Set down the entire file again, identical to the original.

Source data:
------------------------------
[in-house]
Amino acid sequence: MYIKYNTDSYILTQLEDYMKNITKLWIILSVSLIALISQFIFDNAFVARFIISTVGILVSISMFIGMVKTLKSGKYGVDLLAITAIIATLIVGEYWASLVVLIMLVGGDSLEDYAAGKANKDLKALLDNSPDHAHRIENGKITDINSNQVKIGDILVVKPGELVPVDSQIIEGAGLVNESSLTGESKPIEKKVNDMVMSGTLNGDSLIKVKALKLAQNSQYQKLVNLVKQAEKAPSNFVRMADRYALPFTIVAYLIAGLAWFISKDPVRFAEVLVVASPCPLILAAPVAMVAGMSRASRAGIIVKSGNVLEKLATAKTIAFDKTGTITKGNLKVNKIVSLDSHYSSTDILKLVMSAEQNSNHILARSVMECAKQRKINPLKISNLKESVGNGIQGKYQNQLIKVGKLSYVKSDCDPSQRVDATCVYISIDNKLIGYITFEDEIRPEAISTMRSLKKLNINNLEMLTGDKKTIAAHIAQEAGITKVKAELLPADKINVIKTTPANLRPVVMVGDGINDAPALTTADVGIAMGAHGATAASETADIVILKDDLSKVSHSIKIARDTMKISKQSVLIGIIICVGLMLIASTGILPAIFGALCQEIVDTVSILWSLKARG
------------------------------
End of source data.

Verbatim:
[in-house]
Amino acid sequence: MYIKYNTDSYILTQLEDYMKNITKLWIILSVSLIALISQFIFDNAFVARFIISTVGILVSISMFIGMVKTLKSGKYGVDLLAITAIIATLIVGEYWASLVVLIMLVGGDSLEDYAAGKANKDLKALLDNSPDHAHRIENGKITDINSNQVKIGDILVVKPGELVPVDSQIIEGAGLVNESSLTGESKPIEKKVNDMVMSGTLNGDSLIKVKALKLAQNSQYQKLVNLVKQAEKAPSNFVRMADRYALPFTIVAYLIAGLAWFISKDPVRFAEVLVVASPCPLILAAPVAMVAGMSRASRAGIIVKSGNVLEKLATAKTIAFDKTGTITKGNLKVNKIVSLDSHYSSTDILKLVMSAEQNSNHILARSVMECAKQRKINPLKISNLKESVGNGIQGKYQNQLIKVGKLSYVKSDCDPSQRVDATCVYISIDNKLIGYITFEDEIRPEAISTMRSLKKLNINNLEMLTGDKKTIAAHIAQEAGITKVKAELLPADKINVIKTTPANLRPVVMVGDGINDAPALTTADVGIAMGAHGATAASETADIVILKDDLSKVSHSIKIARDTMKISKQSVLIGIIICVGLMLIASTGILPAIFGALCQEIVDTVSILWSLKARG